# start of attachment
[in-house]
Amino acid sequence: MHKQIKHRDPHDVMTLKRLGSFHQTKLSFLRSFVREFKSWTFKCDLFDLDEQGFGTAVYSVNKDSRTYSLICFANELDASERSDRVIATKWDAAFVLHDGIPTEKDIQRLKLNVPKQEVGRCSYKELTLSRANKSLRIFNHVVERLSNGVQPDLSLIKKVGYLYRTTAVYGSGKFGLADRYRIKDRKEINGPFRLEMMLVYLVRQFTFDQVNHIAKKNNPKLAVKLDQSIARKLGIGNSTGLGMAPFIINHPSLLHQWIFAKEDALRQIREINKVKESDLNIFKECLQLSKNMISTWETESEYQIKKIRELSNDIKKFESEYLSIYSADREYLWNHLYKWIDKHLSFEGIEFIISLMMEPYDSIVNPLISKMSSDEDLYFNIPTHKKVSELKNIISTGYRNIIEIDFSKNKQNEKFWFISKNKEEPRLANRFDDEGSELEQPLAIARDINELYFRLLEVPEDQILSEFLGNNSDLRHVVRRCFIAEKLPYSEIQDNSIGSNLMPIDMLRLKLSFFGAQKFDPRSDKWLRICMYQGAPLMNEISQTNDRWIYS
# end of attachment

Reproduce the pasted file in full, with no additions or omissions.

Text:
[in-house]
Amino acid sequence: MHKQIKHRDPHDVMTLKRLGSFHQTKLSFLRSFVREFKSWTFKCDLFDLDEQGFGTAVYSVNKDSRTYSLICFANELDASERSDRVIATKWDAAFVLHDGIPTEKDIQRLKLNVPKQEVGRCSYKELTLSRANKSLRIFNHVVERLSNGVQPDLSLIKKVGYLYRTTAVYGSGKFGLADRYRIKDRKEINGPFRLEMMLVYLVRQFTFDQVNHIAKKNNPKLAVKLDQSIARKLGIGNSTGLGMAPFIINHPSLLHQWIFAKEDALRQIREINKVKESDLNIFKECLQLSKNMISTWETESEYQIKKIRELSNDIKKFESEYLSIYSADREYLWNHLYKWIDKHLSFEGIEFIISLMMEPYDSIVNPLISKMSSDEDLYFNIPTHKKVSELKNIISTGYRNIIEIDFSKNKQNEKFWFISKNKEEPRLANRFDDEGSELEQPLAIARDINELYFRLLEVPEDQILSEFLGNNSDLRHVVRRCFIAEKLPYSEIQDNSIGSNLMPIDMLRLKLSFFGAQKFDPRSDKWLRICMYQGAPLMNEISQTNDRWIYS